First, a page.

These two reissues of reissues originally came out in 1973 and 1974 respectively. Neither is indicative of the more popular T. Rex sound. However, both are worthy of your ear, for they mark a point in frontman’s Marc Bolan’s songwriting/career where he was seemingly driven to conquer the American market.
Tanx is actually the eighth album from Bolan and company. It’s a dark and aggressive album. It flows well and blends elements of soul with the paired down glam rock the band perfected on the prior two albums (Electric Warrior and The Slider). What’s interesting is this mish-mash of genres was heavily criticized in 1973. However, David Bowie was heralded as a visionary when he did essentially the same thing just two years later with his Young Americans release. Sadly, one of Bolan’s finest songs, “20th Century Boy,” was recorded as part of the Tanx sessions but not included on the original album. Tanx was remastered in 1994 and issued with bonus tracks, including “20th Century Boy.”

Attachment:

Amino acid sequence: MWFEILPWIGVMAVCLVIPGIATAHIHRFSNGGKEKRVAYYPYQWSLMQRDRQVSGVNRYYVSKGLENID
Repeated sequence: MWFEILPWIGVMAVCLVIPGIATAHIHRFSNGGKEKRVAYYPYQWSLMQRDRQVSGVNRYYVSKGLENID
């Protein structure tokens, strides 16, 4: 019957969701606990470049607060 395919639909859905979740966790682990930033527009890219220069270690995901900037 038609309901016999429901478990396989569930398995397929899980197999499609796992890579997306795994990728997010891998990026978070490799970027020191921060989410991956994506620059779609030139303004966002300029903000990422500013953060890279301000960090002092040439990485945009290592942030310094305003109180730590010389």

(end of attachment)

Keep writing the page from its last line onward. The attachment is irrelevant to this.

Zinc Alloy and the Hidden Riders of Tomorrow came out one year later in 1974 and picks up where Tanx left off. The songs are more upbeat and heavily weighted in soul and R&B and demonstrate Bolan’s interest in breaking out of the glam rock mold to focus on establishing himself as a pop star.
Unfortunately, both reissues pay homage to the original format. There are no bonus tracks. There are no fancy liner notes. Essentially, the label has reverted to issuing a CD of the original album. However, I did appreciate that Tanx came with a miniature poster of Bolan with his silver tank (as featured on the cover) … just as the vinyl did nearly 40 years ago.